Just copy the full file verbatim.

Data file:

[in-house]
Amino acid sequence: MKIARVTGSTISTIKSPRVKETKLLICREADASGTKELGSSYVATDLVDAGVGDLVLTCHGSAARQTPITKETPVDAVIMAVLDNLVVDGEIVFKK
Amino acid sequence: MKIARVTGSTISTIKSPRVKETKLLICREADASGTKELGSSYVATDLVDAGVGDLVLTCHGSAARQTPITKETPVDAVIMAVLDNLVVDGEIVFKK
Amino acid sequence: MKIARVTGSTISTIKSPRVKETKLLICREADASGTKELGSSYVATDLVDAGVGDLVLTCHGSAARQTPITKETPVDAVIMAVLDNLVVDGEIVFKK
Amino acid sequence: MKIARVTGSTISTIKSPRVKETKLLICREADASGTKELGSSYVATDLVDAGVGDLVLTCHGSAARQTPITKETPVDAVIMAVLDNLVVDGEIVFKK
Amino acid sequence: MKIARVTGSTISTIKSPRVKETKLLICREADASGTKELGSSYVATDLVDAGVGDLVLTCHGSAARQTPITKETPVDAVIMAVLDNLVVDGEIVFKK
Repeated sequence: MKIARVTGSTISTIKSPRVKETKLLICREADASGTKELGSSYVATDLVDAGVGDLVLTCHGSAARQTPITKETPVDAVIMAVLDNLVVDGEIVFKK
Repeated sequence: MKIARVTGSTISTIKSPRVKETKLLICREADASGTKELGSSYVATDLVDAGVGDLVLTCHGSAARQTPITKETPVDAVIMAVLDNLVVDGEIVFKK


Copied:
[in-house]
Amino acid sequence: MKIARVTGSTISTIKSPRVKETKLLICREADASGTKELGSSYVATDLVDAGVGDLVLTCHGSAARQTPITKETPVDAVIMAVLDNLVVDGEIVFKK
Amino acid sequence: MKIARVTGSTISTIKSPRVKETKLLICREADASGTKELGSSYVATDLVDAGVGDLVLTCHGSAARQTPITKETPVDAVIMAVLDNLVVDGEIVFKK
Amino acid sequence: MKIARVTGSTISTIKSPRVKETKLLICREADASGTKELGSSYVATDLVDAGVGDLVLTCHGSAARQTPITKETPVDAVIMAVLDNLVVDGEIVFKK
Amino acid sequence: MKIARVTGSTISTIKSPRVKETKLLICREADASGTKELGSSYVATDLVDAGVGDLVLTCHGSAARQTPITKETPVDAVIMAVLDNLVVDGEIVFKK
Amino acid sequence: MKIARVTGSTISTIKSPRVKETKLLICREADASGTKELGSSYVATDLVDAGVGDLVLTCHGSAARQTPITKETPVDAVIMAVLDNLVVDGEIVFKK
Repeated sequence: MKIARVTGSTISTIKSPRVKETKLLICREADASGTKELGSSYVATDLVDAGVGDLVLTCHGSAARQTPITKETPVDAVIMAVLDNLVVDGEIVFKK
Repeated sequence: MKIARVTGSTISTIKSPRVKETKLLICREADASGTKELGSSYVATDLVDAGVGDLVLTCHGSAARQTPITKETPVDAVIMAVLDNLVVDGEIVFKK